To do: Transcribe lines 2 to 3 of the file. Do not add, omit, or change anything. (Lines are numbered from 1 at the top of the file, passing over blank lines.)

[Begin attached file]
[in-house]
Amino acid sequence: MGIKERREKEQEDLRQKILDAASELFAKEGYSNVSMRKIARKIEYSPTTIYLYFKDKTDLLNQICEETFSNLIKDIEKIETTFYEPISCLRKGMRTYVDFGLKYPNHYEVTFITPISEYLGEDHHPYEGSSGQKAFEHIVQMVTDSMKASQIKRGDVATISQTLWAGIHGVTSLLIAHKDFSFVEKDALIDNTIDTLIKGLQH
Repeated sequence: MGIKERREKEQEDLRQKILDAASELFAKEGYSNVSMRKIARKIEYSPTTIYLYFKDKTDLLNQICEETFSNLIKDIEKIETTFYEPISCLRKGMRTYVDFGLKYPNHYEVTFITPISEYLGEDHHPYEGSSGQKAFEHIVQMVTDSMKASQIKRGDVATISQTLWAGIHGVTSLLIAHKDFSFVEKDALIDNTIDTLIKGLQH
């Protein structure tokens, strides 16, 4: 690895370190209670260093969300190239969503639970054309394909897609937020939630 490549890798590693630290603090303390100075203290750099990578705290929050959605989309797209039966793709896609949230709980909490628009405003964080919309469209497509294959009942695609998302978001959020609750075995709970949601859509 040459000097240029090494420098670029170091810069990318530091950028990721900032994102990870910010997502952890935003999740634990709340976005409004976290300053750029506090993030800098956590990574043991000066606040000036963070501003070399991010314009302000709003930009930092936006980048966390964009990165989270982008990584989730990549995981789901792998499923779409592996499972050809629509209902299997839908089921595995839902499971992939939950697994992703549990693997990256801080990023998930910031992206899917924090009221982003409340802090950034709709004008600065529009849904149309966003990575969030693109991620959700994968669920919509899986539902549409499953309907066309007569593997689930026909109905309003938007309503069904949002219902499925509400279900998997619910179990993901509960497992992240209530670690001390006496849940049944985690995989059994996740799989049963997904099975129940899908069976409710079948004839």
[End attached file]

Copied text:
Amino acid sequence: MGIKERREKEQEDLRQKILDAASELFAKEGYSNVSMRKIARKIEYSPTTIYLYFKDKTDLLNQICEETFSNLIKDIEKIETTFYEPISCLRKGMRTYVDFGLKYPNHYEVTFITPISEYLGEDHHPYEGSSGQKAFEHIVQMVTDSMKASQIKRGDVATISQTLWAGIHGVTSLLIAHKDFSFVEKDALIDNTIDTLIKGLQH
Repeated sequence: MGIKERREKEQEDLRQKILDAASELFAKEGYSNVSMRKIARKIEYSPTTIYLYFKDKTDLLNQICEETFSNLIKDIEKIETTFYEPISCLRKGMRTYVDFGLKYPNHYEVTFITPISEYLGEDHHPYEGSSGQKAFEHIVQMVTDSMKASQIKRGDVATISQTLWAGIHGVTSLLIAHKDFSFVEKDALIDNTIDTLIKGLQH